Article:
Board Member Liz Cowles

I teach because I want to open students' minds, and help them recognize what they are capable of doing. I help them to relish the great joy of discovering something new each day; reading Sigma Xi's Science in the News daily (which I distribute to my colleagues and students) helps keep my courses current. Every class, every laboratory, every discussion section is a new learning opportunity for both the instructor and the student; don't waste these, because you can always improve your own instruction! I try hard to be a positive supporter and not a negative detractor by praising what is done well, and using constructive criticism to correct mistakes or misconceptions. Our department fosters a learning environment. Anyone can attend a journal club, the biweekly seminars, and be a member of the biology club. We refuse to let the education that we provide our students limit their creativity; all students are encouraged to do independent research projects. The payoff may not be immediately evident, but come years later. An alumna (and a new college faculty member) wrote “I don't know if I ever told you this, but you are the reason that I wanted to teach instead of pursuing a research/industry position.” An educator's reward is not in the present, but in the future.

Board Member Chris Monsour

I like science, no I love science, I love to learn, and I love to share the natural world with my students. I teach all levels of biology, from intro to AP and I wouldn't have it any other way. Understanding biology is such an essential part of being human and I think students have not had the chance to be curious, to explore, or to question. Instead of students thinking about what the future holds, their destiny, they are more focused on their TESTiny, what the test score will say. Each day I take the opportunity to share my love of biology with students. We as teachers do not realize that one bad experience can have such a lasting effect on students. Not being able to handle setbacks is crippling our students. I am not sure where this occurs, but I work each day to make sure they have the best possible learning experience in my classroom and learn the importance of falling flat on their face and getting back up again. We explore, we get dirty, we ask questions, but in the end, we all learn. I use we, because I learn just as much from them, as they from me. This is why I teach.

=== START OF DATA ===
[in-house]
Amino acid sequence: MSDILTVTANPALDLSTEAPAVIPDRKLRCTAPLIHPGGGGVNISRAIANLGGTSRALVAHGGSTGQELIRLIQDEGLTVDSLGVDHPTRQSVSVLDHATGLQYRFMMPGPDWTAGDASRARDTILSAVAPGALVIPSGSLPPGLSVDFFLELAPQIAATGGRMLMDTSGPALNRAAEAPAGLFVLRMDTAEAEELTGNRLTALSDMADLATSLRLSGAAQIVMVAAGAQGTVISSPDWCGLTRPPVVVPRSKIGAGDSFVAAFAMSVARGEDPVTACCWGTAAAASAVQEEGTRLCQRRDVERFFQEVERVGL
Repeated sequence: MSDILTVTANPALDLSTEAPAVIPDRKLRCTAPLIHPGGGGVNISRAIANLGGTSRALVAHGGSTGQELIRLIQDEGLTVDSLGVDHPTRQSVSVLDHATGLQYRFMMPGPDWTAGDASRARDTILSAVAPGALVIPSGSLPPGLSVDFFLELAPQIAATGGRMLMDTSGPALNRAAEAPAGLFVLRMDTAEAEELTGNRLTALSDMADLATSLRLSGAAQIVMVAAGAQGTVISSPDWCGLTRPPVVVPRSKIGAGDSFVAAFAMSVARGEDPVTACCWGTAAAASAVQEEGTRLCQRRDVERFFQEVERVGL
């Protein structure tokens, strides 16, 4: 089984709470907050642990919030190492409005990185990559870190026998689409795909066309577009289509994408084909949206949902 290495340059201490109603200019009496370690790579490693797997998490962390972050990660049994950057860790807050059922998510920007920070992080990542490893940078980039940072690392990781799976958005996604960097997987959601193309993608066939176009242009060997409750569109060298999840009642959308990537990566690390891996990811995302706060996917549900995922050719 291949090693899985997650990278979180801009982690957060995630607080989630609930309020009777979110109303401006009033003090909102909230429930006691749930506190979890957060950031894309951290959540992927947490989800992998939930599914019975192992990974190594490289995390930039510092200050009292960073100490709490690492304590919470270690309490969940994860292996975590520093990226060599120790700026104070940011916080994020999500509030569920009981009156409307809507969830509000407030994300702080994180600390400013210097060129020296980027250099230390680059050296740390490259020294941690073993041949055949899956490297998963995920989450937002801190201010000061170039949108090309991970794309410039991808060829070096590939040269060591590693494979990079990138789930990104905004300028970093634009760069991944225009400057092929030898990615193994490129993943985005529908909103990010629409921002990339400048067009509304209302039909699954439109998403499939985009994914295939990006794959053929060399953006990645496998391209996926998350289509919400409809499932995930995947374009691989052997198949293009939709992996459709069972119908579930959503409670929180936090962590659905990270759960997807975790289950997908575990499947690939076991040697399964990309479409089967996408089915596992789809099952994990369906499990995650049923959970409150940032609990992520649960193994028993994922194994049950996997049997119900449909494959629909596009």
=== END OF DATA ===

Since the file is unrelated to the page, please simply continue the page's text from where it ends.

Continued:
Board Member Sherry Annee

I teach with intention. What does this mean? Mary Oliver offers some perspective in her poem, “The Sunflowers,” when she proclaims:

Their bright faces,
which follow the sun,
will listen, and all
those rows of seeds -
each one a new life!
hope for a deeper acquaintance;
each of them, though it stands
in a crowd of many,
like a separate universe,
is lonely, the long work
of turning their lives
into a celebration
is not easy.

As teacher-leaders, we are compelled to identify and nurture each student's gifts and talents—our curriculum serves as the vector—so as to help them turn “their lives into a celebration.” To accomplish this, I strive to see each child through the eyes of his or her parents, which required two elements: Each child in my care must be loved and known. Honoring the sacred trust between teacher, student, and parent allows us to engage in meaningful, healthy relationships and, as all teacher-leaders know, this is the place where anything becomes possible.

For all the diversity of ideas we share many common denominators/threads as life science teachers. First of all we have a love of our subject—Biology! We have a desire to impart this love and enthusiasm to our students. We have a desire to utilize the best pedagogy possible allowing for exploration, creativity, questioning and other means to develop in students an understanding of the nature and process of science. We also desire to learn from our students. These are just some of the reasons we teach! Yes, it's going to be a great year for biology and life science educators! As you return to your classroom, remember why YOU teach. And let NABT be the first to say that we thank you for everything you will do to teach the best possible biology and life science to all your students.

*Based on data form the 2012 National Survey of Science and Mathematics Education (http://www.horizon-research.com/2012nssme/)

Jane P. Ellis
NABT President — 2015